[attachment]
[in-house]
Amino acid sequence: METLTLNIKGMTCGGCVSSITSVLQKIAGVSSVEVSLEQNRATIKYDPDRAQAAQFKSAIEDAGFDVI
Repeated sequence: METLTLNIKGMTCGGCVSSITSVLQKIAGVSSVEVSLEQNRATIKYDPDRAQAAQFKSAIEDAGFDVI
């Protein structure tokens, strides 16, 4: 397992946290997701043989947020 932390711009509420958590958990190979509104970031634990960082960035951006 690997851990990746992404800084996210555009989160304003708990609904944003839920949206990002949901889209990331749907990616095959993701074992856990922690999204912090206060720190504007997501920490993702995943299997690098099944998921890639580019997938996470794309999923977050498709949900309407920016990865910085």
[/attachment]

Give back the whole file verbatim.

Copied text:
[in-house]
Amino acid sequence: METLTLNIKGMTCGGCVSSITSVLQKIAGVSSVEVSLEQNRATIKYDPDRAQAAQFKSAIEDAGFDVI
Repeated sequence: METLTLNIKGMTCGGCVSSITSVLQKIAGVSSVEVSLEQNRATIKYDPDRAQAAQFKSAIEDAGFDVI
């Protein structure tokens, strides 16, 4: 397992946290997701043989947020 932390711009509420958590958990190979509104970031634990960082960035951006 690997851990990746992404800084996210555009989160304003708990609904944003839920949206990002949901889209990331749907990616095959993701074992856990922690999204912090206060720190504007997501920490993702995943299997690098099944998921890639580019997938996470794309999923977050498709949900309407920016990865910085």